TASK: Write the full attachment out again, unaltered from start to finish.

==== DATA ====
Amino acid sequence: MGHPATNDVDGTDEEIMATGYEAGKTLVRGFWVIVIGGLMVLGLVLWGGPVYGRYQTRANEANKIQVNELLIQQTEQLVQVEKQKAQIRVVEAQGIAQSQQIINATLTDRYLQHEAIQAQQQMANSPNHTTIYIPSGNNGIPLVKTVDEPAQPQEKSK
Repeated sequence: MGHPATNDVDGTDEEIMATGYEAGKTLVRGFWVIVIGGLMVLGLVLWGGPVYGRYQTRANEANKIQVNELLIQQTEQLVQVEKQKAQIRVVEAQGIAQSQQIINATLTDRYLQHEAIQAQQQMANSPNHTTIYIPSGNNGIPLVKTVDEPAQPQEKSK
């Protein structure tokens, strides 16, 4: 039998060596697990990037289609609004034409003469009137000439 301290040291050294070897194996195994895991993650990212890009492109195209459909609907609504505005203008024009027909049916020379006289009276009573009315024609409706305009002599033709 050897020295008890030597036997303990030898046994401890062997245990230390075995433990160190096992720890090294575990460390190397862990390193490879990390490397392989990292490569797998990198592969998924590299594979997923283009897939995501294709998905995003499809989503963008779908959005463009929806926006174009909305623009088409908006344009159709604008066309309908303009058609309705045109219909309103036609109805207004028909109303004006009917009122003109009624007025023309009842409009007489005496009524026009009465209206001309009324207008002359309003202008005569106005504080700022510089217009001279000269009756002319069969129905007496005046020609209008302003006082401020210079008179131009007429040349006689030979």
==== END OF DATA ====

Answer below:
Amino acid sequence: MGHPATNDVDGTDEEIMATGYEAGKTLVRGFWVIVIGGLMVLGLVLWGGPVYGRYQTRANEANKIQVNELLIQQTEQLVQVEKQKAQIRVVEAQGIAQSQQIINATLTDRYLQHEAIQAQQQMANSPNHTTIYIPSGNNGIPLVKTVDEPAQPQEKSK
Repeated sequence: MGHPATNDVDGTDEEIMATGYEAGKTLVRGFWVIVIGGLMVLGLVLWGGPVYGRYQTRANEANKIQVNELLIQQTEQLVQVEKQKAQIRVVEAQGIAQSQQIINATLTDRYLQHEAIQAQQQMANSPNHTTIYIPSGNNGIPLVKTVDEPAQPQEKSK
């Protein structure tokens, strides 16, 4: 039998060596697990990037289609609004034409003469009137000439 301290040291050294070897194996195994895991993650990212890009492109195209459909609907609504505005203008024009027909049916020379006289009276009573009315024609409706305009002599033709 050897020295008890030597036997303990030898046994401890062997245990230390075995433990160190096992720890090294575990460390190397862990390193490879990390490397392989990292490569797998990198592969998924590299594979997923283009897939995501294709998905995003499809989503963008779908959005463009929806926006174009909305623009088409908006344009159709604008066309309908303009058609309705045109219909309103036609109805207004028909109303004006009917009122003109009624007025023309009842409009007489005496009524026009009465209206001309009324207008002359309003202008005569106005504080700022510089217009001279000269009756002319069969129905007496005046020609209008302003006082401020210079008179131009007429040349006689030979």